- The Washington Times - Tuesday, October 30, 2012

D.C. Fire Chief Kenneth Ellerbe unlawfully retaliated against the president of the city firefighters union by transferring him from his work assignment and seeking to manufacture a justification for the move, an arbitrator has ruled.

In a 29-page written decision dated Oct. 19, arbitrator Leonard Wagman said Edward Smith, president of the International Association of Firefighters Local 36, was moved from his post at Rescue Squad 1 to Engine 7 last year after publicly criticizing policy decisions made by Chief Ellerbe. The department claimed that Capt. Smith’s reassignment was consistent with a 12-year-old order that called for regular transfers so that personnel could gain experience in a variety of specialties.

But the arbitrator rejected the department’s explanation of the transfer, saying Capt. Smith was acting within his rights when he spoke out.

“I find that the real reason was to retaliate against Captain Smith for engaging in union activity as president of Local 36, the exclusive collective-bargaining representative of the Department’s employees,” Mr. Wagman said in the decision.


Mr. Wagman, with the Federal Mediation and Conciliation Service, concluded that the department should reinstate Capt. Smith to his prior position at Rescue Squad 1.

Capt. Smith, who said he was pleased by the ruling, said he has not been ordered back to Rescue Squad 1 and that the department has 20 days to appeal the decision to the Public Employee Relations Board.

“It’s not about me, it’s about the union as an organization and our protective rights,” he said.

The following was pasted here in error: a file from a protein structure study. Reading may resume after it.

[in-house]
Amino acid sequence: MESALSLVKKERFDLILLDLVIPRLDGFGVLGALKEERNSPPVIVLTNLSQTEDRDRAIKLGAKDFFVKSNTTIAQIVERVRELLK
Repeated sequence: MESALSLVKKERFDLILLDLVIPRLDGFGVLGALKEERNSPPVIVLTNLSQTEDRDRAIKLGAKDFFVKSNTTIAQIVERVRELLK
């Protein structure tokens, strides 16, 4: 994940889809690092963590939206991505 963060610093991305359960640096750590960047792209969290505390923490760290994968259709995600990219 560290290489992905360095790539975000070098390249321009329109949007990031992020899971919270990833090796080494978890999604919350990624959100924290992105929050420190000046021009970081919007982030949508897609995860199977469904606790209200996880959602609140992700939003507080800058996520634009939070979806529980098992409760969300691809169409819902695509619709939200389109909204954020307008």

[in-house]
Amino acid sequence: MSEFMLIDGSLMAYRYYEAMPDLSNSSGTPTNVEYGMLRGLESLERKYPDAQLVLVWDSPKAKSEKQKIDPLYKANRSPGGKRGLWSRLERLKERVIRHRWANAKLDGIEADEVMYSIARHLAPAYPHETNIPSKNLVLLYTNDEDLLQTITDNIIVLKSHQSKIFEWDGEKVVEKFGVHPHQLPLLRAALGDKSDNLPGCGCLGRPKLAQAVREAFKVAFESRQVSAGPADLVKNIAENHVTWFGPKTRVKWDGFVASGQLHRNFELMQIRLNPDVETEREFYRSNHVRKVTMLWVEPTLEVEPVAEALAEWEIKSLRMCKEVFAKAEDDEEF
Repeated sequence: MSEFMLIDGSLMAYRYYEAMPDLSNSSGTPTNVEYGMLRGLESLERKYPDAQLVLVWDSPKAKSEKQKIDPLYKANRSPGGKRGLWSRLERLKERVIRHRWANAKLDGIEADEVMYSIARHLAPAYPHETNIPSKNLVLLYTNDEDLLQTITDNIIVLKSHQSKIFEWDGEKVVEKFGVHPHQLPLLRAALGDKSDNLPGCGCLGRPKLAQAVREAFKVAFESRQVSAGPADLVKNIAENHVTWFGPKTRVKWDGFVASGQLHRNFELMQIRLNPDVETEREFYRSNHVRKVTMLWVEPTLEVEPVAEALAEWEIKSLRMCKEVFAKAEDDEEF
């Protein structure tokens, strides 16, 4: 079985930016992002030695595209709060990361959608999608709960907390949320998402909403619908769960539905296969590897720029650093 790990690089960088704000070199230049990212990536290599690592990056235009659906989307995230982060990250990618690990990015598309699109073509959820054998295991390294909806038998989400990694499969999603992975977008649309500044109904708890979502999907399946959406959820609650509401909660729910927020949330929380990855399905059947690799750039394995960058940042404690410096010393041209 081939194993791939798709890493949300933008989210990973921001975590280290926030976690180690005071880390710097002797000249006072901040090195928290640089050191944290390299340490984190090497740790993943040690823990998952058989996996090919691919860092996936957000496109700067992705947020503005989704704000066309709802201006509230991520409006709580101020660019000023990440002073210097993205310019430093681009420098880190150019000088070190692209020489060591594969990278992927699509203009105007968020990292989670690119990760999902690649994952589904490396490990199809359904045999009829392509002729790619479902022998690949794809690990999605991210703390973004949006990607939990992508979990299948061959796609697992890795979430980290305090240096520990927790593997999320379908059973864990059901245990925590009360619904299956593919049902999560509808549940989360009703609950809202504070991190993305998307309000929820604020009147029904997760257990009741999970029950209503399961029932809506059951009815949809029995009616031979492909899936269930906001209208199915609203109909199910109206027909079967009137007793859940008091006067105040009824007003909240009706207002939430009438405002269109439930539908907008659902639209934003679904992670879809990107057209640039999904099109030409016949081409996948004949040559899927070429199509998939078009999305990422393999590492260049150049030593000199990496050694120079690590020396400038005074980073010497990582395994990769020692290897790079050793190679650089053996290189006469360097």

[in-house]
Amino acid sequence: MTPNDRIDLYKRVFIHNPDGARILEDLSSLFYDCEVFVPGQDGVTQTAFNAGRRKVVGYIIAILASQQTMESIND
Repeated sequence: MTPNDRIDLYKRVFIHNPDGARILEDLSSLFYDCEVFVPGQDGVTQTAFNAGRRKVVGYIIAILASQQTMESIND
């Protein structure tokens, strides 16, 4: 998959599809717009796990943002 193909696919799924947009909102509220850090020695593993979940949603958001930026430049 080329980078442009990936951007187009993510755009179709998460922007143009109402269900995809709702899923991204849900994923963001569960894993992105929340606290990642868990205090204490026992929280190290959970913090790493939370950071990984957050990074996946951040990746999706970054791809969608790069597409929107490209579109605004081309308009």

Chief Ellerbe did not return a phone message seeking comment or respond to emailed questions sent last week about the decision.

The transfer in question occurred in July 2011 after Capt. Smith talked with reporters about several ongoing department issues — including a change to the department’s logo, policies involving leave for pregnant firefighters and inadequate conditions in emergency vehicles.

The ruling cites one instance in which Chief Ellerbe confronted Capt. Smith after a department-related ceremony and discussed recent press coverage of the pregnancy policy. Chief Ellerbe said he was “displeased” with the coverage and that Capt. Smith would “have to pay for it.”

“After a brief conversation about making choices in life, Chief Ellerbe and Captain Smith parted,” the ruling states. “Smith understood the chief was threatening retaliation.”

Mr. Wagman said in a footnote that Chief Ellerbe admitted he “may have” expressed displeasure with Capt. Smith but could not recall what he said.

Ten days after the confrontation, the arbitrator noted, Chief Ellerbe issued the order transferring Capt. Smith from the post he held for five years.

“The record convincingly shows the required animus and timing leading up to this transfer,” Mr. Wagman wrote.

After his reassignment, Capt. Smith sought an explanation for the move under provisions of the department’s collective bargaining agreement with the union but got conflicting answers.

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